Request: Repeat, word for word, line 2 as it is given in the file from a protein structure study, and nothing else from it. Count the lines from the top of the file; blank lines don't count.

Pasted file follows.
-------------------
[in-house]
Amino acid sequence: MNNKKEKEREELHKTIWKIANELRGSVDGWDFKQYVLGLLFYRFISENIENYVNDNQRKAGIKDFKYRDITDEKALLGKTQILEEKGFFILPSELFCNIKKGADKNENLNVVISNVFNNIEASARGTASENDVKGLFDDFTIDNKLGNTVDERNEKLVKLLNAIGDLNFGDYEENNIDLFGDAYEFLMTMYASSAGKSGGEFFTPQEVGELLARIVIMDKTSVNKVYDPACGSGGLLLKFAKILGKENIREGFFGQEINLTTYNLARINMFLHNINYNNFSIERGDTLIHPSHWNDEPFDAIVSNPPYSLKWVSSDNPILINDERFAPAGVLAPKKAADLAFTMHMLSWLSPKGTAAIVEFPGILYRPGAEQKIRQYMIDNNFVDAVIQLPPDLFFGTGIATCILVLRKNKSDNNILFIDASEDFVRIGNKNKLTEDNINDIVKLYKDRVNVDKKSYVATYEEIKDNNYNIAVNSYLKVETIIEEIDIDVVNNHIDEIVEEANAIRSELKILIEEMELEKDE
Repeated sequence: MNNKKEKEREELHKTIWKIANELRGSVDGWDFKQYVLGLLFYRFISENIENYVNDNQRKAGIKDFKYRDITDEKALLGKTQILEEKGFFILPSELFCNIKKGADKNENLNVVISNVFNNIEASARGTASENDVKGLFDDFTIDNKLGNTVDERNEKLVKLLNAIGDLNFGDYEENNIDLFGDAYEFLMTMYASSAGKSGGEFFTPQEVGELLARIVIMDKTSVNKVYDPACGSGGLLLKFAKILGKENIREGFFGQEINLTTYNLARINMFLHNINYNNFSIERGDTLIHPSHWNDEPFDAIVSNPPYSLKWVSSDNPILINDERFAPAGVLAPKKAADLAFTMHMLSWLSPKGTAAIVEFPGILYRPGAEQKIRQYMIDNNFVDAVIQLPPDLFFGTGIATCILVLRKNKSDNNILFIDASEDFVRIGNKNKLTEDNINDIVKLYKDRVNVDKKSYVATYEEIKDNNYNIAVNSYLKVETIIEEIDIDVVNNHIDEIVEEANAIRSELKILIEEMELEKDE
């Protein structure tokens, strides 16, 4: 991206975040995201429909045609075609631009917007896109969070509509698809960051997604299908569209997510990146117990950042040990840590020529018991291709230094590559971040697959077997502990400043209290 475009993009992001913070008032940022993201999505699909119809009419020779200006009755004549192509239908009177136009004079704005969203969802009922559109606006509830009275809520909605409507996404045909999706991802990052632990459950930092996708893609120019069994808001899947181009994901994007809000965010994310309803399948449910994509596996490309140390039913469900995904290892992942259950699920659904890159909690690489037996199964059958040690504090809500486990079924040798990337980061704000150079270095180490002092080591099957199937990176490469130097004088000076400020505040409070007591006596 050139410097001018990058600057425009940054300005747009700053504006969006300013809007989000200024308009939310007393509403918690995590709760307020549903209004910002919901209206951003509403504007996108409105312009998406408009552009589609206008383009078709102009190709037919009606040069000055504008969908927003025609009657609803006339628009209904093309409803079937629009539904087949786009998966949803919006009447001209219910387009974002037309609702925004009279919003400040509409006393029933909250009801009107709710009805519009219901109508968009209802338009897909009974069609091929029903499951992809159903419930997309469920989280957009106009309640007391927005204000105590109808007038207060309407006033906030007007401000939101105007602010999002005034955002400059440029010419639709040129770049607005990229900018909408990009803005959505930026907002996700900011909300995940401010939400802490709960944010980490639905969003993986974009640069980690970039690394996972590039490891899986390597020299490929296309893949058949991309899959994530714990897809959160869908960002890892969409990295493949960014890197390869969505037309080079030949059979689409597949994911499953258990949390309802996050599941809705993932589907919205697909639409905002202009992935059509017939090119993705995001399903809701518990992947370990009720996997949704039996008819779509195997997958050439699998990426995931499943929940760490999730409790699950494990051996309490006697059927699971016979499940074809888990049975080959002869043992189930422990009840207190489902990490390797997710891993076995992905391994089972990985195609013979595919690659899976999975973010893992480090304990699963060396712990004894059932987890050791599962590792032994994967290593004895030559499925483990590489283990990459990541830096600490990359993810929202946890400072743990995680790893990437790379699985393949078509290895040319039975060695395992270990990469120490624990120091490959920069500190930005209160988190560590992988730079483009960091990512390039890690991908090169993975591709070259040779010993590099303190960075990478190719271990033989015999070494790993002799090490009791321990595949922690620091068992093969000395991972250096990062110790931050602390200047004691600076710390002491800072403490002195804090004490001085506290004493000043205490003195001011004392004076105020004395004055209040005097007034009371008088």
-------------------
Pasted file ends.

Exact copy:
Amino acid sequence: MNNKKEKEREELHKTIWKIANELRGSVDGWDFKQYVLGLLFYRFISENIENYVNDNQRKAGIKDFKYRDITDEKALLGKTQILEEKGFFILPSELFCNIKKGADKNENLNVVISNVFNNIEASARGTASENDVKGLFDDFTIDNKLGNTVDERNEKLVKLLNAIGDLNFGDYEENNIDLFGDAYEFLMTMYASSAGKSGGEFFTPQEVGELLARIVIMDKTSVNKVYDPACGSGGLLLKFAKILGKENIREGFFGQEINLTTYNLARINMFLHNINYNNFSIERGDTLIHPSHWNDEPFDAIVSNPPYSLKWVSSDNPILINDERFAPAGVLAPKKAADLAFTMHMLSWLSPKGTAAIVEFPGILYRPGAEQKIRQYMIDNNFVDAVIQLPPDLFFGTGIATCILVLRKNKSDNNILFIDASEDFVRIGNKNKLTEDNINDIVKLYKDRVNVDKKSYVATYEEIKDNNYNIAVNSYLKVETIIEEIDIDVVNNHIDEIVEEANAIRSELKILIEEMELEKDE